MacNara

Well-known member
Why not immature Longclaw?

Because (I thought) the bill is too robust for Longclaw. And Longclaw has red legs, whereas this bird seems to have black/dark legs. And it seems to be grey,not brown, and there's no visible eyeline. (I'm not saying it isn't, just giving the reasons why I decided not).

PS: Andy, I sent or thought I sent you a PM on a completely unrelated topic (St Petersburg over the new year) a few days ago. If you have time to reply, even if the answer is negative, I'd be very grateful.
 

Andy Adcock

Fractious Member of ill repute
England
Because (I thought) the bill is too robust for Longclaw. And Longclaw has red legs, whereas this bird seems to have black/dark legs. And it seems to be grey,not brown, and there's no visible eyeline. (I'm not saying it isn't, just giving the reasons why I decided not).

PS: Andy, I sent or thought I sent you a PM on a completely unrelated topic (St Petersburg over the new year) a few days ago. If you have time to reply, even if the answer is negative, I'd be very grateful.

I will get around to it Mac, just been busy but there won't be much bird advice.
 

MacNara

Well-known member
The bird on the right doesn't look too bad to me as a juvenile of the bird on the left?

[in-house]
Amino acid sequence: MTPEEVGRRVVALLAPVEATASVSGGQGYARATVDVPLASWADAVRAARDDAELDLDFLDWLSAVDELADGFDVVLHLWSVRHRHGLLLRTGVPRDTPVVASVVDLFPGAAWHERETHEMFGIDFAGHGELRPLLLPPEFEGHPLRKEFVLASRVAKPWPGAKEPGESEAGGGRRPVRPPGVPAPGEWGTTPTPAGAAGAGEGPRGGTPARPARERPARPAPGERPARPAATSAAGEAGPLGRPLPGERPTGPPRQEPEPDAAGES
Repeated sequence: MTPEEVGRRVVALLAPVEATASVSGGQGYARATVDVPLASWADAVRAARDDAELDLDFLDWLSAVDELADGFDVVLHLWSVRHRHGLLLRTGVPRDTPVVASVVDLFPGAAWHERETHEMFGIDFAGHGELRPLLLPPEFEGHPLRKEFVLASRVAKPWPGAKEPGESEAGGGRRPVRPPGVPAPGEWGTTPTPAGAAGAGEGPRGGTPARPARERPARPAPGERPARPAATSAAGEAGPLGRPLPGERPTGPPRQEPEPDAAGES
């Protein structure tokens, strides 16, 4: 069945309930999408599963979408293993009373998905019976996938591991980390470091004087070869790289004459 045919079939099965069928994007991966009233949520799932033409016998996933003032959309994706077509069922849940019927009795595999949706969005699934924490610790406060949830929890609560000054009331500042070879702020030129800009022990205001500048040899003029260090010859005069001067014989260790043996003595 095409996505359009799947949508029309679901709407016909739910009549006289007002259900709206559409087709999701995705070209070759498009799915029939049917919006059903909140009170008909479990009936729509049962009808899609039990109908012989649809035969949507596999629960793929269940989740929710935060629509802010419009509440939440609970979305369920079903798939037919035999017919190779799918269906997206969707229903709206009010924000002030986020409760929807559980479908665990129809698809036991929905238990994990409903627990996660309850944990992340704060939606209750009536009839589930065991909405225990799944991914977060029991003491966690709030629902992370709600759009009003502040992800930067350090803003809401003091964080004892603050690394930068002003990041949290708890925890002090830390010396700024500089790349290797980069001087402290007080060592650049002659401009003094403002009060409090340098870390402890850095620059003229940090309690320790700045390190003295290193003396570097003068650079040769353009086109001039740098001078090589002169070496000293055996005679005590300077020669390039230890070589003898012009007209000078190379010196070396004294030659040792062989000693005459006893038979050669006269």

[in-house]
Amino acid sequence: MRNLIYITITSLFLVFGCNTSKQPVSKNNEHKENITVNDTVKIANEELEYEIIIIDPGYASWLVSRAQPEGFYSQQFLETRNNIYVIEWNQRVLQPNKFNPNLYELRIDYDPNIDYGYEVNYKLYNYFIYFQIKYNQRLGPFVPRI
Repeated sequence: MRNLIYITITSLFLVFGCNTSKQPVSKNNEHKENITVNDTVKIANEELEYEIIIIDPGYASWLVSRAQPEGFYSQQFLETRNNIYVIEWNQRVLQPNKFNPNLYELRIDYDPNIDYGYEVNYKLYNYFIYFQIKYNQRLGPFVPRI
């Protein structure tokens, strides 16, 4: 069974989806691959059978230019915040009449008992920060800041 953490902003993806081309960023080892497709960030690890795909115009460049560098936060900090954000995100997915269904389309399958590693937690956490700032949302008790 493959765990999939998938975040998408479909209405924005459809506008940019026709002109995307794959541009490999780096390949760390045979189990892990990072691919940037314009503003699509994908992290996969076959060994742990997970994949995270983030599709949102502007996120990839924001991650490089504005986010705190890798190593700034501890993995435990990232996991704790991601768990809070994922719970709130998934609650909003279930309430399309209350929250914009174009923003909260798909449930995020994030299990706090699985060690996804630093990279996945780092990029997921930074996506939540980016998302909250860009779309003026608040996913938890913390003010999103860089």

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James Lowther

Well-known member
The bird on the right doesn't look too bad to me as a juvenile of the bird on the left?

not for me sorry, bill shape/size/colour is totally wrong, tail too short, toes too long.
Choice of perch struck me as a bit strange also, and sure enough, every single image of black-fronted bush shrike i can find is either in someone's hand or perched on a branch in a densely foliated tree.

but not sure what it is, although there are 28 species of ploceus in kenya, plus a load of other weavers, bishops etc. that might feasibly have a bill like that.

cheers,
James
 

THE_FERN

Well-known member
The bird on the right doesn't look too bad to me as a juvenile of the bird on the left?

Nope, not for me. Also in the camp which says shape (bill, feet etc) completely wrong. I get a weaver vibe from this. Not sure about a quelea vibe, though. I'm pretty sure I've seen something similar (a weaver) in the field, but I really can't remember what. Are we sure it's not something common like village? [edit: not a longclaw IMHO]
 

James Lowther

Well-known member

Andy Adcock

Fractious Member of ill repute
England
What about my suggestion in post 13?

'What about female / immature Cardinal Quelea, throat described as 'washed yellow'?'
 

Andy Adcock

Fractious Member of ill repute
England
not for me sorry, bill shape/size/colour is totally wrong, tail too short, toes too long.
Choice of perch struck me as a bit strange also, and sure enough, every single image of black-fronted bush shrike i can find is either in someone's hand or perched on a branch in a densely foliated tree.

but not sure what it is, although there are 28 species of ploceus in kenya, plus a load of other weavers, bishops etc. that might feasibly have a bill like that.

cheers,
James

I did say further up that it's a canopy species, I know because the pic I posted is one we took.